In American film noir, the characters' lives usually seem a little glamorous, no matter how desperate. You can't say that for the working class Brits in Robert Hamer's 1947 film "It Always Rains on Sunday."
All the cigarettes and trenchcoats in the world can't brighten the damp, dull, deprived existence of London's East End in the hard years after World War II. No wonder housewife Rose Sandigate is so easily convinced to help when her old lover Tommy Swann shows up after breaking out of Dartmoor prison.
Rose faces the classic choice between domestic safety and costly passion. But instead of the typical claustrophobic noir focus on her mounting desperation, the movie opens out to a panoramic and sometimes comic view of East End life over the course of one rainy Sunday.
An implacable detective pursues Swann by questioning his old acquaintances. Rose's teenage stepdaughters each face man trouble. A trio of crooks peddles a load of stolen roller skates. A musician tries to convince his wife he isn't cheating on her. A loan shark fixes a fight and donates his winnings to a youth center. Rose's dullish husband goes to a darts match at his local.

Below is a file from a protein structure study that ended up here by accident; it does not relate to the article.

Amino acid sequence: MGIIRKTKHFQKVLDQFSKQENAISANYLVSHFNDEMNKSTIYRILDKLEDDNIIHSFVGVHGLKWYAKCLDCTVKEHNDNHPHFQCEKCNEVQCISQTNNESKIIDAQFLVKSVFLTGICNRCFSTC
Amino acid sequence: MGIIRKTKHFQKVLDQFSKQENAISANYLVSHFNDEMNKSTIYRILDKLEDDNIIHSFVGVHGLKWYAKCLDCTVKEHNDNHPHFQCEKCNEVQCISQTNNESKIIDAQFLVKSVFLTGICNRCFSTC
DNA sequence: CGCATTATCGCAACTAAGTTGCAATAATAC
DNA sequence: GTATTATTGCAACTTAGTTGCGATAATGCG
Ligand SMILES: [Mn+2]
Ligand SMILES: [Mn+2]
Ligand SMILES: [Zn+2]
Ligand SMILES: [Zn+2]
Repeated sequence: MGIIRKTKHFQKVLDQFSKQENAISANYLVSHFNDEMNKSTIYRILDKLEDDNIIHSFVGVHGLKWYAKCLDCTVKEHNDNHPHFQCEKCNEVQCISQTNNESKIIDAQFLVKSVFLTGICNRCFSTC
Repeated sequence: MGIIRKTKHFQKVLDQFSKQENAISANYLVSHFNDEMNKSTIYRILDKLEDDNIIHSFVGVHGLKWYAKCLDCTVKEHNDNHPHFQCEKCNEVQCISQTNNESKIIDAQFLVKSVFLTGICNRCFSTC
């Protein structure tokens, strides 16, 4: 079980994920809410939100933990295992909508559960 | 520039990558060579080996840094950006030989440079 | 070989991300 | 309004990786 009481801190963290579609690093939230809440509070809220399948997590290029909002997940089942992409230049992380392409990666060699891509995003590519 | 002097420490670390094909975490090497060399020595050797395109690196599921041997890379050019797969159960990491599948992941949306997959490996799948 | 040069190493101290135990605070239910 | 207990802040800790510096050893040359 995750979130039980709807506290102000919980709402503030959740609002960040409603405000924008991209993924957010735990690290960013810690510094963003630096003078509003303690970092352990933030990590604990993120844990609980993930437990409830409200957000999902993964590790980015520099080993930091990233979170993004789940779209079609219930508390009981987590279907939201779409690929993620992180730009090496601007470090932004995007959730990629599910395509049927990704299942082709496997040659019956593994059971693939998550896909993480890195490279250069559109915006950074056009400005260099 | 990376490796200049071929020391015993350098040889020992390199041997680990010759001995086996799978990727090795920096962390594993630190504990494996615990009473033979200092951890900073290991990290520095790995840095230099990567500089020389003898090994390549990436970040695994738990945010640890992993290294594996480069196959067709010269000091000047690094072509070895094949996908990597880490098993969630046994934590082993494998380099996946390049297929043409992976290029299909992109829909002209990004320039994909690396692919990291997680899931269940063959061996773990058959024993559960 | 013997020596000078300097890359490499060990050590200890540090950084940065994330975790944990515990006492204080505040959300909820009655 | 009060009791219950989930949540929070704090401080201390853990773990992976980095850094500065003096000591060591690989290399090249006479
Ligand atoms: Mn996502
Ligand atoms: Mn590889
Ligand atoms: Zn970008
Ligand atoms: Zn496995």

All these mundane doings figure in a complex plot mechanism that keeps returning to the shabby row house where Rose must hide Tommy from all the people coming and going. It's a combination of kitchen-sink drama and Hitchcock's "menace in the ordinary." The ending is as bleak as anything Jim Thompson ever wrote, but for a tacked-on epilogue that suggests Rose can still live happily ever after.
(One caveat: The philandering musician and the loan shark are Jewish brothers, anti-Semitic stereotypes.)
This is a mostly forgotten gem. The best-known actors here are Googie Withers as Rose and her real-life husband, John McCallum, as Tommy. Hamer went on to direct the classic "Kind Hearts and Coronets" and just a handful of others before dying young.
Perhaps the most notable career connected to this black-and-white film is that of cinematographer Douglas Slocombe, who went on to shoot "The Lavender Hill Mob" and the first three Indiana Jones movies. Slocombe makes something special of the climactic chase through deserted streets and across a freight yard at night, amid moving trains and puffing steam. Watching that on the big screen is by itself reason enough to see "It Always Rains on Sunday."
One other note: Boston viewers will enjoy the outbursts of a hot-tempered thug named Whitey. He's in London too.